Since the beginning of summer, a famous animal has been spotted roaming the intersection of Klein Road and Paradise Road. The “Klein Turkey”, as it has been nicknamed by locals, has recently become a famous character in East Amherst. The turkey developed a knack for disrupting traffic flow at the busy intersection, creating two groups of spectators with different feelings on the turkey and its activities. Some enjoyed the antics of the animal, citing it as providing a laugh and entertainment in the otherwise hectic rush to go to work or school. Others claimed it was a nuisance that created nothing but trouble and irritation for those who would rather be more prompt in arriving at their destination. No matter which side you choose on the matter, there is one undeniable fact — the turkey has, as of late, disappeared.
As the Klein Turkey began its public campaign for Turkey of the Year, it gained the disapproval of many residents. For some students who drive to school like Ann Marie Jones, the turkey was more of a safety hazard than a source of laughter. “As I was trying to drive to East, the turkey was just standing in the middle of the road, taking his old time. It was already pouring rain at that point which stressed me out further, because the light was about to change and I didn’t want to hit the turkey,” Jones said.
This image of the turkey is one viewed by many. There have been no accidents caused due to the troublesome trotter. Yet it cannot be said that the turkey was of much benefit regardless of the fairly light repercussions. For said turkey to have the audacity to stand in the middle of the intersection, gobbling at anyone who would listen, angered a large amount of drivers. Some drivers have even been spotted getting out of their vehicles just to return the favor by angrily gobbling back in an attempt to redirect the turkey out of the way of other vehicles. However, on the other side of the feather, there has grown somewhat of a cult following for this turkey.
The Klein Turkey has decidedly brought this community something new and exciting to look forward to when driving to the intersection of Klein and Paradise. Even if one has not been able to witness the Klein Turkey live, chances are asking almost any resident about the turkey would result in a reaction. The reputation and the knowledge of its existence has grown over the summer as more and more stories of encounters of the feathered kind have come to pass. Sentiments of togetherness have been shared by many of East’s students such as Hannah Rohl, who feels that the turkey has brought our community together.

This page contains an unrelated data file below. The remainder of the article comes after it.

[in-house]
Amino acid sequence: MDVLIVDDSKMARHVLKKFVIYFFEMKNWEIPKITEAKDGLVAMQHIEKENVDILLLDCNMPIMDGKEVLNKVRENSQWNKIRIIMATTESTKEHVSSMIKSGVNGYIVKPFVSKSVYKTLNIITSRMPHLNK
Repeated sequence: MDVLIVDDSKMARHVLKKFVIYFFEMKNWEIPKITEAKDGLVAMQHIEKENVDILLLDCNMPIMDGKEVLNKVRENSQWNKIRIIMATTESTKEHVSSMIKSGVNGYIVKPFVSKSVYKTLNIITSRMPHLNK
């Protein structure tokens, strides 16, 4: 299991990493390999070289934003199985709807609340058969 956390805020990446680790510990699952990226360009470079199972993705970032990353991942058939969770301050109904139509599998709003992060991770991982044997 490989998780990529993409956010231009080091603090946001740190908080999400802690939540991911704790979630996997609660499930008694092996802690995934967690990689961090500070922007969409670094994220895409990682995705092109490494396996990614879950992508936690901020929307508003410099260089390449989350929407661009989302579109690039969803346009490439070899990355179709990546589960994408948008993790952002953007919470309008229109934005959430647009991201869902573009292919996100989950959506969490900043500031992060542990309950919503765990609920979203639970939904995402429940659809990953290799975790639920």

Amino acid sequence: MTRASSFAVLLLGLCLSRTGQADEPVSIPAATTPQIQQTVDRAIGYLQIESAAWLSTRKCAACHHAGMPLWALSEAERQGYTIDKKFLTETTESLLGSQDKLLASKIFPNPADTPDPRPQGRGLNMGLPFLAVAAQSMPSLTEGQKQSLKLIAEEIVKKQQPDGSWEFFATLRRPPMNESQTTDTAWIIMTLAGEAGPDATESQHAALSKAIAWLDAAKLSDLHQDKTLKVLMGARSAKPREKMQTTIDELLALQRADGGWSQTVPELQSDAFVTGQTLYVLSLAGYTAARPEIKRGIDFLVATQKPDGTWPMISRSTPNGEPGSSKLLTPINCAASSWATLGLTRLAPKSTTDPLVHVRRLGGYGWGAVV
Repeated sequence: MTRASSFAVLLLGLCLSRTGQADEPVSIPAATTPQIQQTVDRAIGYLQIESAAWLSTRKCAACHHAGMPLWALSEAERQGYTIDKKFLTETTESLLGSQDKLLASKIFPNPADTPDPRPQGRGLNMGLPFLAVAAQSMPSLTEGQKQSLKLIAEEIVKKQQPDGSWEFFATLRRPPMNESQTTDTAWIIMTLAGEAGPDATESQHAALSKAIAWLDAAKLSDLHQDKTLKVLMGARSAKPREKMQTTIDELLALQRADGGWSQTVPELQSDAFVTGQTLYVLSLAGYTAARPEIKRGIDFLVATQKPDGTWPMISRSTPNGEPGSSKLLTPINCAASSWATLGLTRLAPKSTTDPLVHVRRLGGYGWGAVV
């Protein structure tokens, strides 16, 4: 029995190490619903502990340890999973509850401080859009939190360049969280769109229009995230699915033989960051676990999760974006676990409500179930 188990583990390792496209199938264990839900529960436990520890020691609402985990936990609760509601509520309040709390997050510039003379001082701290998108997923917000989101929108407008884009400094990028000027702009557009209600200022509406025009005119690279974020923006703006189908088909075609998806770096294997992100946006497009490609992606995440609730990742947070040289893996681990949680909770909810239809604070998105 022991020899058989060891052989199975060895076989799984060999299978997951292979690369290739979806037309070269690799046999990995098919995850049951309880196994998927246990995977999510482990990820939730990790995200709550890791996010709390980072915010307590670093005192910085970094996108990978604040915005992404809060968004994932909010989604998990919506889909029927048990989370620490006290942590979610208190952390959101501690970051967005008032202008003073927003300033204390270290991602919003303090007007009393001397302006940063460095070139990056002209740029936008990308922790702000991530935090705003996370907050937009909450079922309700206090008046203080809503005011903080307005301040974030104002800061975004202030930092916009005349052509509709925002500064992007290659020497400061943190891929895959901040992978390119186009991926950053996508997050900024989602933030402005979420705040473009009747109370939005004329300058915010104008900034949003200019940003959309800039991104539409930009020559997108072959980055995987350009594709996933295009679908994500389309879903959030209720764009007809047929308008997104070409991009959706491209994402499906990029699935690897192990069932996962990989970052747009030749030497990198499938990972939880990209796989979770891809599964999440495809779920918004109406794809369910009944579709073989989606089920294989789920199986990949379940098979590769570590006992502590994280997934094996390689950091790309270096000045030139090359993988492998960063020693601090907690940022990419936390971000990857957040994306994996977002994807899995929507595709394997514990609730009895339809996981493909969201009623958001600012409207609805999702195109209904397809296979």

Similar feelings are held by student Jenna Staples, expressing her deep emotional connection to it. “All I know is that I loved that turkey with all my being. They were the heart and soul of this community,” Staples said. The Klein Turkey has heavily influenced this community, gaining fans and enemies from young to old. Becoming a local treasure was not hard for the turkey, which has only created a much more distraught reaction from fans of the Klein Turkey when residents realized that the turkey has not been seen or heard from for approximately two weeks. This prompted many messages of panic exchanged between the supporters as well as messages of dismay on social media at the thought of there no longer being a gobbling friend to greet you at the intersection of Klein Road and Paradise Road. Besides the initial fears of not seeing the turkey again, the biggest question mark remained over the wonder of where the turkey had gone.
Reports of the last spotting of the turkey included gruesome details like feathers in the street and a suspicious vehicle lingering in the intersection. This initially fueled fears of a “turkey-knapping”, causing widespread panic among those who loved the animal as well as some tender remarks from those who did not feel so heartfelt about the traffic trotter. The idea was almost too much to bear for so many who had grown fond of the Klein Turkey, and the troublesome thought caused rumors to bloom as to the whereabouts of this wild animal.
Natalie Marinides, a self-proclaimed fanatic, stated “He was a great source of entertainment for me this summer. Even if he was delaying traffic I didn’t mind.” She continued, citing the apparent disappearance of the turkey, “He will be greatly missed but I know he’s in a safer place now.” The Amherst sector of Animal Control is also uncertain of where the turkey has gone. They gave the statement, “The angry turkey has not been seen or heard from in about two weeks. It may have been hit by a car or snatched by a coyote, but at this time we are unaware of its location.” The Klein Turkey had become a local phenomenon over the course of a summer. Where the turkey is now will remain a mystery until further evidence surfaces. Until then, we can be comforted by the knowledge that wherever the turkey is, it is sure to be disrupting traffic at an intersection, bringing smiles and returned gobbles wherever it goes.